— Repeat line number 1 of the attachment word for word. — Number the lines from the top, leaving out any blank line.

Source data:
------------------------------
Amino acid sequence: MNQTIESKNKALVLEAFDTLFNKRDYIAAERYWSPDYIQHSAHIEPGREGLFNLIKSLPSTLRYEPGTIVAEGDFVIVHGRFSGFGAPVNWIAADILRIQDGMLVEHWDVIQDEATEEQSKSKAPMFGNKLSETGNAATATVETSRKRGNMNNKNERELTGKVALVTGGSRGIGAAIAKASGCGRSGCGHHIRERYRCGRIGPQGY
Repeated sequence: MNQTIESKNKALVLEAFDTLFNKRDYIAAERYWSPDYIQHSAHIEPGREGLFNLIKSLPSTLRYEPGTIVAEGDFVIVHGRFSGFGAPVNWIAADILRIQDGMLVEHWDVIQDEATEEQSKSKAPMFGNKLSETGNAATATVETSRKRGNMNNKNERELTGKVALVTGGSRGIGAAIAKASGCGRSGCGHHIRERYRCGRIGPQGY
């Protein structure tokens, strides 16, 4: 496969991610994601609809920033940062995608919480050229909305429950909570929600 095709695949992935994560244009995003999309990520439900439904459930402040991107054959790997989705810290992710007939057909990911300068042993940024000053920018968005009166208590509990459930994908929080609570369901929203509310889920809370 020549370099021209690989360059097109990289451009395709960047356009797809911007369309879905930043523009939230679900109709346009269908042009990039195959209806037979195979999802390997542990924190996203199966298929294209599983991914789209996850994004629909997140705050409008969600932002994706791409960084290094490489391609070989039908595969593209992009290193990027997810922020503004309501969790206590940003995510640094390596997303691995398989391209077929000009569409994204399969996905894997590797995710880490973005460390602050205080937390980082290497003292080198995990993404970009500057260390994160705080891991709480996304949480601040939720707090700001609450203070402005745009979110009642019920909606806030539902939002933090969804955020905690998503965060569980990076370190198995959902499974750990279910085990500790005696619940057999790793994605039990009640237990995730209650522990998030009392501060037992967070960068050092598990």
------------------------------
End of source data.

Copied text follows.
Amino acid sequence: MNQTIESKNKALVLEAFDTLFNKRDYIAAERYWSPDYIQHSAHIEPGREGLFNLIKSLPSTLRYEPGTIVAEGDFVIVHGRFSGFGAPVNWIAADILRIQDGMLVEHWDVIQDEATEEQSKSKAPMFGNKLSETGNAATATVETSRKRGNMNNKNERELTGKVALVTGGSRGIGAAIAKASGCGRSGCGHHIRERYRCGRIGPQGY